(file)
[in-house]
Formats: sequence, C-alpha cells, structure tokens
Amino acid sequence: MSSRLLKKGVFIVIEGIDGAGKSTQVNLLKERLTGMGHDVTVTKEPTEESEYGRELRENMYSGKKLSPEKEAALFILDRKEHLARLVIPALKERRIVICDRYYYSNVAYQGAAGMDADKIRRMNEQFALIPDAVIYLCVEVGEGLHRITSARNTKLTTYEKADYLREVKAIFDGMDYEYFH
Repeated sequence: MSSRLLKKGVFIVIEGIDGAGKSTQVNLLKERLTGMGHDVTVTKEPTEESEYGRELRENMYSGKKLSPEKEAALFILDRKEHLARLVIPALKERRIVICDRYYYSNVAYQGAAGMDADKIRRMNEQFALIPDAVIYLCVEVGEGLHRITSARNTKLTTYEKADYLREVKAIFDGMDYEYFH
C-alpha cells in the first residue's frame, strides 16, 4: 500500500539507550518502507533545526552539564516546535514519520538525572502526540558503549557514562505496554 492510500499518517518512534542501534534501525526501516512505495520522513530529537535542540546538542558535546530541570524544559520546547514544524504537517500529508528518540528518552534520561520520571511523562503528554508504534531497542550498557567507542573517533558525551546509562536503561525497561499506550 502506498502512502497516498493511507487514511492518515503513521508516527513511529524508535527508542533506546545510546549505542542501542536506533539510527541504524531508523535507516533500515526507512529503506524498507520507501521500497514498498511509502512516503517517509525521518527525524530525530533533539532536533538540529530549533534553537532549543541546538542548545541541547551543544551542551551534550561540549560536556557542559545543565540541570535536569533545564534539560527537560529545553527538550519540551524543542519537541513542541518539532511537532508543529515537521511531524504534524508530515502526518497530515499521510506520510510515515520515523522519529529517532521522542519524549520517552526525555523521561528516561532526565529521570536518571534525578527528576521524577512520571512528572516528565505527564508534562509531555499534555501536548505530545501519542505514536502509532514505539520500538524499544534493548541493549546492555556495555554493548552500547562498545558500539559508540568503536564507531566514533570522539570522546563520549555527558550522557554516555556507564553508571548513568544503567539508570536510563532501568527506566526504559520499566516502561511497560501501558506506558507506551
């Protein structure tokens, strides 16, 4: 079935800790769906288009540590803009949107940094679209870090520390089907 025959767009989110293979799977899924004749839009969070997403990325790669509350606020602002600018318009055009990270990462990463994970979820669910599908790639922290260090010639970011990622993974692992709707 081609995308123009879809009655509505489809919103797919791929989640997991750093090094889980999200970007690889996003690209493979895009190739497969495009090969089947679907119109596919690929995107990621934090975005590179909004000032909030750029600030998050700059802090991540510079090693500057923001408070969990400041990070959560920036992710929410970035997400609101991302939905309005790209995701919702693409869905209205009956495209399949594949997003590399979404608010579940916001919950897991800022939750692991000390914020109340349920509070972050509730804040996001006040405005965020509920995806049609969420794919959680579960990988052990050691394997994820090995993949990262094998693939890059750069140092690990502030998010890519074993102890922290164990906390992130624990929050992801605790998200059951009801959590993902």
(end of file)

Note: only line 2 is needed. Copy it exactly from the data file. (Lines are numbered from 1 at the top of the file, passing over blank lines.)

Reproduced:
Formats: sequence, C-alpha cells, structure tokens